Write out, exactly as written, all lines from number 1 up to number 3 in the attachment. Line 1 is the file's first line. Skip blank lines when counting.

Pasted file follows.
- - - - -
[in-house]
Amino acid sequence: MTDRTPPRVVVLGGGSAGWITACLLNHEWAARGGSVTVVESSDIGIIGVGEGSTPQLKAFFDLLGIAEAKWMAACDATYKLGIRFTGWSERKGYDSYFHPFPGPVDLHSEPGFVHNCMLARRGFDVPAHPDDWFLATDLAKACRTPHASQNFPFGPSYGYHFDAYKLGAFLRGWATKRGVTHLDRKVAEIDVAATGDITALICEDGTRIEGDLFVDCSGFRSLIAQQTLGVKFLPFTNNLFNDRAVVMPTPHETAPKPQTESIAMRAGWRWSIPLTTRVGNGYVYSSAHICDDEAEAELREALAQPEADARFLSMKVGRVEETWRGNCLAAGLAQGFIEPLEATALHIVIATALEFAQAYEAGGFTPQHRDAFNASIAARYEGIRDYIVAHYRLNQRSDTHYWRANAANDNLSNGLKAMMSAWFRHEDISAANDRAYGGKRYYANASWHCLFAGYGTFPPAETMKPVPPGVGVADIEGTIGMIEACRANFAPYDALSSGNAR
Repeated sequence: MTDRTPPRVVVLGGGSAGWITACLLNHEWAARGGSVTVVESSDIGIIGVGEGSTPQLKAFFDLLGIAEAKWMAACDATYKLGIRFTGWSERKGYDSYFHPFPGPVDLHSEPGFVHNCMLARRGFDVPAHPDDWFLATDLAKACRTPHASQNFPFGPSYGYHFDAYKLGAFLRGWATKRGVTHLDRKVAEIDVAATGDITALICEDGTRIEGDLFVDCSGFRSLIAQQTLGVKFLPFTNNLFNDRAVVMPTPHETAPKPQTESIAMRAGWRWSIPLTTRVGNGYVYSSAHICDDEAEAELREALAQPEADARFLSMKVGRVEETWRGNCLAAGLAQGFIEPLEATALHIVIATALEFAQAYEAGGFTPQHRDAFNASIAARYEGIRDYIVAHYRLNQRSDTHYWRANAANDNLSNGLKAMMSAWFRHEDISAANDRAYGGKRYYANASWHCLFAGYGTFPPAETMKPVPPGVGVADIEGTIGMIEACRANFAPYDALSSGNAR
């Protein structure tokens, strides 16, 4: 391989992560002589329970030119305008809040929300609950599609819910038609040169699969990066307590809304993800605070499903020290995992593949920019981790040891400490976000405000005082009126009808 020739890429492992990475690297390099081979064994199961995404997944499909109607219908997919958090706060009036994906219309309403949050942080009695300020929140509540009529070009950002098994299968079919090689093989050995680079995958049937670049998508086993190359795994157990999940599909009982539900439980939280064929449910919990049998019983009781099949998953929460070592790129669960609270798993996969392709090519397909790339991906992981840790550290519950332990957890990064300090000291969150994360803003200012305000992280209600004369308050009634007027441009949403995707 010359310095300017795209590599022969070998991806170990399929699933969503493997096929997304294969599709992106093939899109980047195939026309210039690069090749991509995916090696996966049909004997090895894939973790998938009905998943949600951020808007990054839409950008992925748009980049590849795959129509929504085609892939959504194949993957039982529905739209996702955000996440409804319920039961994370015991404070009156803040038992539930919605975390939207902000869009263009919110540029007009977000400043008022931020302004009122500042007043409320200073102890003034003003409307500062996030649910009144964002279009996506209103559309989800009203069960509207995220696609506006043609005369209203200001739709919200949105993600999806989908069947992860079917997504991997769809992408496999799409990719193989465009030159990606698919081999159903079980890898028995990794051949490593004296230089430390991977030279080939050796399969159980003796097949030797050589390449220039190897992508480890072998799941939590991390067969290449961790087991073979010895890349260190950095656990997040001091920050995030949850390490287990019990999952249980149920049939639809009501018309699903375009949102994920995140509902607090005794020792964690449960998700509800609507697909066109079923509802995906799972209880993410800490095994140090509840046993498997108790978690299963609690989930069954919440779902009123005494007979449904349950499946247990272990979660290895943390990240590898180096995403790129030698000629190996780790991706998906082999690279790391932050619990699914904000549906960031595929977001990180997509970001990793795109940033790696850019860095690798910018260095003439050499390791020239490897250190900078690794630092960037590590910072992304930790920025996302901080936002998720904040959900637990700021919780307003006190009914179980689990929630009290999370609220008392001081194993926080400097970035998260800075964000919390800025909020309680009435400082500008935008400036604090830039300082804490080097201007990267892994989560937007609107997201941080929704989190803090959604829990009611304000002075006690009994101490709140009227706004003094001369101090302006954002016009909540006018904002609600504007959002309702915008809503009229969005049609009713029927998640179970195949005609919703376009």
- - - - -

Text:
[in-house]
Amino acid sequence: MTDRTPPRVVVLGGGSAGWITACLLNHEWAARGGSVTVVESSDIGIIGVGEGSTPQLKAFFDLLGIAEAKWMAACDATYKLGIRFTGWSERKGYDSYFHPFPGPVDLHSEPGFVHNCMLARRGFDVPAHPDDWFLATDLAKACRTPHASQNFPFGPSYGYHFDAYKLGAFLRGWATKRGVTHLDRKVAEIDVAATGDITALICEDGTRIEGDLFVDCSGFRSLIAQQTLGVKFLPFTNNLFNDRAVVMPTPHETAPKPQTESIAMRAGWRWSIPLTTRVGNGYVYSSAHICDDEAEAELREALAQPEADARFLSMKVGRVEETWRGNCLAAGLAQGFIEPLEATALHIVIATALEFAQAYEAGGFTPQHRDAFNASIAARYEGIRDYIVAHYRLNQRSDTHYWRANAANDNLSNGLKAMMSAWFRHEDISAANDRAYGGKRYYANASWHCLFAGYGTFPPAETMKPVPPGVGVADIEGTIGMIEACRANFAPYDALSSGNAR
Repeated sequence: MTDRTPPRVVVLGGGSAGWITACLLNHEWAARGGSVTVVESSDIGIIGVGEGSTPQLKAFFDLLGIAEAKWMAACDATYKLGIRFTGWSERKGYDSYFHPFPGPVDLHSEPGFVHNCMLARRGFDVPAHPDDWFLATDLAKACRTPHASQNFPFGPSYGYHFDAYKLGAFLRGWATKRGVTHLDRKVAEIDVAATGDITALICEDGTRIEGDLFVDCSGFRSLIAQQTLGVKFLPFTNNLFNDRAVVMPTPHETAPKPQTESIAMRAGWRWSIPLTTRVGNGYVYSSAHICDDEAEAELREALAQPEADARFLSMKVGRVEETWRGNCLAAGLAQGFIEPLEATALHIVIATALEFAQAYEAGGFTPQHRDAFNASIAARYEGIRDYIVAHYRLNQRSDTHYWRANAANDNLSNGLKAMMSAWFRHEDISAANDRAYGGKRYYANASWHCLFAGYGTFPPAETMKPVPPGVGVADIEGTIGMIEACRANFAPYDALSSGNAR